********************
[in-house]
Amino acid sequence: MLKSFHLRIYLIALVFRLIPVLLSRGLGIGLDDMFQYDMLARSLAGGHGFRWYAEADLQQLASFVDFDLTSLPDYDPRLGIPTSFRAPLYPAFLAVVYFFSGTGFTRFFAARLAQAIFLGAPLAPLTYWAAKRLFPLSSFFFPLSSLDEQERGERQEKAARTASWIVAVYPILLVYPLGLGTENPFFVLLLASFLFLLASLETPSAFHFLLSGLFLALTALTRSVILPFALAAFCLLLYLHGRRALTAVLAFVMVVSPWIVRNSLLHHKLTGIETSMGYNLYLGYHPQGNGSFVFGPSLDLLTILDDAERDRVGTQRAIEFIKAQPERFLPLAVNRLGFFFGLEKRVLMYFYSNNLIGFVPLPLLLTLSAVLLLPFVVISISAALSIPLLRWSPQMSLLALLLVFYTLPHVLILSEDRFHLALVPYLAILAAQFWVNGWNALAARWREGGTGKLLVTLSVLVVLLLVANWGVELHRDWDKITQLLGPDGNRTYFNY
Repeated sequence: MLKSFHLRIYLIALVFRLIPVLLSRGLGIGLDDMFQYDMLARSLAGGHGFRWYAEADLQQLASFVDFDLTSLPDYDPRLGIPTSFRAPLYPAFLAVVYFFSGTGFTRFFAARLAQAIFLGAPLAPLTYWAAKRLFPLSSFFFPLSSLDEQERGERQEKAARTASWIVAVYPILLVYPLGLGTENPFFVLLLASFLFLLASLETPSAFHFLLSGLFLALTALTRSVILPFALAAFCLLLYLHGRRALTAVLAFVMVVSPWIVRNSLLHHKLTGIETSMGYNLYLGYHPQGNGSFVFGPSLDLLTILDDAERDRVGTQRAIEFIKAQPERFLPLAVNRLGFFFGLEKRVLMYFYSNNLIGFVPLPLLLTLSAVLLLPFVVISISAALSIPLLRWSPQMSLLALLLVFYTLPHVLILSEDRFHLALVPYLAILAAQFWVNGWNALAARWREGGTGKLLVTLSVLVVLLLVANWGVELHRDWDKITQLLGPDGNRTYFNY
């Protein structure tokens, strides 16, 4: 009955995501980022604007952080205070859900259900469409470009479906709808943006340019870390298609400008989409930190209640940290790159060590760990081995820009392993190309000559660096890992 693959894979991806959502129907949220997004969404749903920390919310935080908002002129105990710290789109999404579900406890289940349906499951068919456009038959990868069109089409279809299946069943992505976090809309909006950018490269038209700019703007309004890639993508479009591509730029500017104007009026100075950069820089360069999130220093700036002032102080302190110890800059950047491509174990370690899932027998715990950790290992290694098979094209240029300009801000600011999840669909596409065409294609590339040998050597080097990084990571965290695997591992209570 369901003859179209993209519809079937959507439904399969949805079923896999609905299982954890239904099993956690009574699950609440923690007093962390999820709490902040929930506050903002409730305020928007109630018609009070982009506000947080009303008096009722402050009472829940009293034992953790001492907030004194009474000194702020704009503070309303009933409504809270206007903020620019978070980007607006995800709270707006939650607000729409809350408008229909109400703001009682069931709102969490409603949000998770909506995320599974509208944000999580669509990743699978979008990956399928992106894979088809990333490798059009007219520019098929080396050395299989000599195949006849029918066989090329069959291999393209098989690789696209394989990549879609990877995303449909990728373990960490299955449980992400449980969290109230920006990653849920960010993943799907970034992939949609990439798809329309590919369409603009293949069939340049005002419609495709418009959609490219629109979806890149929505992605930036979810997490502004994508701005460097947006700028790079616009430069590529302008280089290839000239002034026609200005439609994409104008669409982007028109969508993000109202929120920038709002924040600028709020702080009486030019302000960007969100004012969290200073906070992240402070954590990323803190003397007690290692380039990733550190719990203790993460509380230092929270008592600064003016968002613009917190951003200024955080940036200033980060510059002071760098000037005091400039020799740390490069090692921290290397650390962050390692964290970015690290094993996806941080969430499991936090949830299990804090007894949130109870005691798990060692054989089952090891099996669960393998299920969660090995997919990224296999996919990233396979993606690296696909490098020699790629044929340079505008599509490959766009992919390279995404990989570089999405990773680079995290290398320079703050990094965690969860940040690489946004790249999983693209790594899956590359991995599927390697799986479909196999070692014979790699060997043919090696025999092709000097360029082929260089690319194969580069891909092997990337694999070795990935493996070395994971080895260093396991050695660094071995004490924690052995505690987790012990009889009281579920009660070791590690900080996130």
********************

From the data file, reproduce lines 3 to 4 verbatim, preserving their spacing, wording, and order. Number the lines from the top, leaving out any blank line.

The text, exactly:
Repeated sequence: MLKSFHLRIYLIALVFRLIPVLLSRGLGIGLDDMFQYDMLARSLAGGHGFRWYAEADLQQLASFVDFDLTSLPDYDPRLGIPTSFRAPLYPAFLAVVYFFSGTGFTRFFAARLAQAIFLGAPLAPLTYWAAKRLFPLSSFFFPLSSLDEQERGERQEKAARTASWIVAVYPILLVYPLGLGTENPFFVLLLASFLFLLASLETPSAFHFLLSGLFLALTALTRSVILPFALAAFCLLLYLHGRRALTAVLAFVMVVSPWIVRNSLLHHKLTGIETSMGYNLYLGYHPQGNGSFVFGPSLDLLTILDDAERDRVGTQRAIEFIKAQPERFLPLAVNRLGFFFGLEKRVLMYFYSNNLIGFVPLPLLLTLSAVLLLPFVVISISAALSIPLLRWSPQMSLLALLLVFYTLPHVLILSEDRFHLALVPYLAILAAQFWVNGWNALAARWREGGTGKLLVTLSVLVVLLLVANWGVELHRDWDKITQLLGPDGNRTYFNY
């Protein structure tokens, strides 16, 4: 009955995501980022604007952080205070859900259900469409470009479906709808943006340019870390298609400008989409930190209640940290790159060590760990081995820009392993190309000559660096890992 693959894979991806959502129907949220997004969404749903920390919310935080908002002129105990710290789109999404579900406890289940349906499951068919456009038959990868069109089409279809299946069943992505976090809309909006950018490269038209700019703007309004890639993508479009591509730029500017104007009026100075950069820089360069999130220093700036002032102080302190110890800059950047491509174990370690899932027998715990950790290992290694098979094209240029300009801000600011999840669909596409065409294609590339040998050597080097990084990571965290695997591992209570 369901003859179209993209519809079937959507439904399969949805079923896999609905299982954890239904099993956690009574699950609440923690007093962390999820709490902040929930506050903002409730305020928007109630018609009070982009506000947080009303008096009722402050009472829940009293034992953790001492907030004194009474000194702020704009503070309303009933409504809270206007903020620019978070980007607006995800709270707006939650607000729409809350408008229909109400703001009682069931709102969490409603949000998770909506995320599974509208944000999580669509990743699978979008990956399928992106894979088809990333490798059009007219520019098929080396050395299989000599195949006849029918066989090329069959291999393209098989690789696209394989990549879609990877995303449909990728373990960490299955449980992400449980969290109230920006990653849920960010993943799907970034992939949609990439798809329309590919369409603009293949069939340049005002419609495709418009959609490219629109979806890149929505992605930036979810997490502004994508701005460097947006700028790079616009430069590529302008280089290839000239002034026609200005439609994409104008669409982007028109969508993000109202929120920038709002924040600028709020702080009486030019302000960007969100004012969290200073906070992240402070954590990323803190003397007690290692380039990733550190719990203790993460509380230092929270008592600064003016968002613009917190951003200024955080940036200033980060510059002071760098000037005091400039020799740390490069090692921290290397650390962050390692964290970015690290094993996806941080969430499991936090949830299990804090007894949130109870005691798990060692054989089952090891099996669960393998299920969660090995997919990224296999996919990233396979993606690296696909490098020699790629044929340079505008599509490959766009992919390279995404990989570089999405990773680079995290290398320079703050990094965690969860940040690489946004790249999983693209790594899956590359991995599927390697799986479909196999070692014979790699060997043919090696025999092709000097360029082929260089690319194969580069891909092997990337694999070795990935493996070395994971080895260093396991050695660094071995004490924690052995505690987790012990009889009281579920009660070791590690900080996130």